Boston College has just one recruit from the region's top 200 (OL Pat Sheil from the Commonwealth). Out of the Eaglesí 15 recruits, Five players came from the Maryland-to-Florida area, but only one (Shiel) was worthy of a spot on the list. These numbers could potentially change with more television exposure coming this fall.
Next to the cellar stands Georgia Tech, who seems to be in prime location to recruit. Atlanta is a big city that is stoneís throw from South Carolina and is close enough to Florida and has a relatively mild climate (when compared to Blacksburg, Boston, or College Park), so why all the trouble? The Jackets had 12 players commit from the region, but only three made the list. Chan Gaileyís staff did pick up talent in Alabama and Texas, therefore it is tough to judge the Rambliní Wreckís class.
What about the Hokies Ė how does their class stack up against the regionís top talent?
The table lists the 19 Tech recruits players that are in the region's top 200. The Hokies signed 25 players last month, 24 of them coming from the region. The ACC Area Sports Journal does not include players who prepped in the top 200, so you can remove Brandon Holland, Sam Wheeler and William Wall from that list. That leaves just athlete Jahre Cheeseman, fullback Kenneth Jefferson and punter Brent Bowden not included. Cheeseman is from New Jersey, so he is not regional. Out of the 21 eligible players for the top 200 list, Tech had 19 players appear in their respective categories (remember, for comparison's sake, NC State had six out of 16 eligible).
Much like the Hokies, the Cavaliers had 13 players eligible for the top 200 list, and 12 of the players had a spot on the list. The two in-state schools are recruiting well close to home.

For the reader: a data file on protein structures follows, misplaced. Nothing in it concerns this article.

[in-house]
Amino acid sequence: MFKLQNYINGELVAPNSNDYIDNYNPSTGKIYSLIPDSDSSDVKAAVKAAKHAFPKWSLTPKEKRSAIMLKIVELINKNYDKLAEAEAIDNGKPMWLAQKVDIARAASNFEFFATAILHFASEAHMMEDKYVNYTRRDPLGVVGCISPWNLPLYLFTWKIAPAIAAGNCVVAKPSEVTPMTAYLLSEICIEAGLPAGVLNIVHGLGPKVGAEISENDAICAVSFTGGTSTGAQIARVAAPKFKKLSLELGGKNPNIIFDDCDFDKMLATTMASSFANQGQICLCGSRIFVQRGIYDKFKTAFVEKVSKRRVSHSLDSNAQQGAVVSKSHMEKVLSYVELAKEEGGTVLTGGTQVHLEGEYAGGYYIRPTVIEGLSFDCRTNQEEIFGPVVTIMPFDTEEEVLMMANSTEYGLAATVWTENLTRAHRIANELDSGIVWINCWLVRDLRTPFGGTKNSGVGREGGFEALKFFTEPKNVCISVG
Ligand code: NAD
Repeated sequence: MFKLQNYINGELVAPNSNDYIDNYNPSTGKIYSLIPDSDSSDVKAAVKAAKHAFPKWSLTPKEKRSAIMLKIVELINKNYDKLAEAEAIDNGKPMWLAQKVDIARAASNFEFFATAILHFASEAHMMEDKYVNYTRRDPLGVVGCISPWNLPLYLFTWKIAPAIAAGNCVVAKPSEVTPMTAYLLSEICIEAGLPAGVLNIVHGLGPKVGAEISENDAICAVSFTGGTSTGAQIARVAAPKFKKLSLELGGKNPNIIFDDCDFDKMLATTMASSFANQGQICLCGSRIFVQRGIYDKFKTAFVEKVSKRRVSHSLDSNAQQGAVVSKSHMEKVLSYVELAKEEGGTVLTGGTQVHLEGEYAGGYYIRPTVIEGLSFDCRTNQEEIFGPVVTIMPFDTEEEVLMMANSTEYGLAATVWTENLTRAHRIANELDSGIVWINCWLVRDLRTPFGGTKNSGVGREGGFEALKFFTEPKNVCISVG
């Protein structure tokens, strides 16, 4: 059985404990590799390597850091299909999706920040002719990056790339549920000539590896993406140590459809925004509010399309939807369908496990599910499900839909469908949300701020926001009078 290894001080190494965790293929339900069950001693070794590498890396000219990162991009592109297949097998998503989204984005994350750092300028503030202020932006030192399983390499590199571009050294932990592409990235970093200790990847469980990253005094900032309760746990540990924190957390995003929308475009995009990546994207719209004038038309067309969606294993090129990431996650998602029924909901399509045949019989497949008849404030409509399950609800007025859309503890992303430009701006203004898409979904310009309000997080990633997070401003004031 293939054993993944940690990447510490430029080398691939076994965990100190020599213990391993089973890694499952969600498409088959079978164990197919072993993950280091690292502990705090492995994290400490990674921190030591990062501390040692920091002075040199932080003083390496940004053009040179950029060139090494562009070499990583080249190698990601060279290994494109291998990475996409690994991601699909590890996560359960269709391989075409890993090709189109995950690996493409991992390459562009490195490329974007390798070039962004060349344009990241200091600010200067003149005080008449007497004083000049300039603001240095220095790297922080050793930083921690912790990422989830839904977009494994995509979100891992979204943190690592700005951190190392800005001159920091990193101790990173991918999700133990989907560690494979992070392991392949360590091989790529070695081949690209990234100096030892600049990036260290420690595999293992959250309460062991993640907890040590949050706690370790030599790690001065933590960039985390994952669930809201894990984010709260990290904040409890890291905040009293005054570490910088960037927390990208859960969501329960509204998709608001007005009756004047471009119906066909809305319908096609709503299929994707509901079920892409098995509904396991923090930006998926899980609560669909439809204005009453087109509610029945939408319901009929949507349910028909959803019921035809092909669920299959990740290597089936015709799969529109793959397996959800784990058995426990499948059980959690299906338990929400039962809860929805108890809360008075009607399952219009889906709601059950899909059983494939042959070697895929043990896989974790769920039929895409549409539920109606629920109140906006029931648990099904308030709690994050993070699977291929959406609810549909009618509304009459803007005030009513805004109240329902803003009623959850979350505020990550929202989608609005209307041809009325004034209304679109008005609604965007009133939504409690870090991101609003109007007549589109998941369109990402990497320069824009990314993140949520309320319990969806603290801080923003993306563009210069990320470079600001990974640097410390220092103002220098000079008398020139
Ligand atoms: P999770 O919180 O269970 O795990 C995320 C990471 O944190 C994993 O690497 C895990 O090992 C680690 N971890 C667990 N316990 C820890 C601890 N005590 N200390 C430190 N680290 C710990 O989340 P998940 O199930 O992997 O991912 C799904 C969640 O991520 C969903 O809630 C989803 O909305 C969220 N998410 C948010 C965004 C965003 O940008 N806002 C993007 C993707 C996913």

The Virginia Tech coaching
staff has to be pleased with what it was able to accomplish in Maryland,
Virginia, North Carolina, South Carolina and Georgia, because this class ranks
among the areaís best in terms of local talent.
Brain Injury Services of SWVA and Brain Injury Services, Inc. in Northern Virginia are offering Hokie fans a chance to win a truly unique prize: a "game-winning" football signed by the Virginia Tech football coaching staff and players.
The football up for grabs is the football being carried by Cedric Humes in the picture above, during Cedric's game-clinching 37-yard TD run against Virginia this past season. The ball was taken from the field -- "It still has dirt on it," yours truly was recently told -- and later signed by Virginia Tech coaches and players.
The ball is now being raffled off. Only 600 raffle tickets are being sold, and each ticket costs $100. To make things even better, the cost of your raffle ticket is tax-deductible as a charitable donation to Brain Injury Services of SWVA and Brain Injury Services, Inc.
These two organizations are the only two case management programs serving kids with brain injuries in the state of Virginia. The services needed by brain injury survivors are scarce, and these two programs make a difference in people's lives. Proceeds from the raffle will be used to fund desperately-needed case managers at these two organizations.
Interested? Here are the details:
The Virginia Tech football
program and head coach Frank
Beamer (click the link to see a letter written by Beamer) are behind this effort to raise much-needed funds. Buy your ticket
and get your chance at winning the football pictured above!
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|TechSideline.com Updates From the Past Week|
Look No Further Than Your Own Back Yard
A Gym Rat's Notebook: Seth's Kingdom for a Big Man (or Two)
Finish Ends in Heartbreaking Loss for Hokies, 66-64
Preview: Virginia Tech at Clemson
Auto Parts Hokie Hotline Notes for 2/28/05
Sometimes You're the Windshield ... Sometimes You're the Bug
Lay an Egg at NC State, 74-54
TechSideline.com Recruiting Report, 2/24/05 (MP3 Audio)
Preview: Virginia Tech at NC State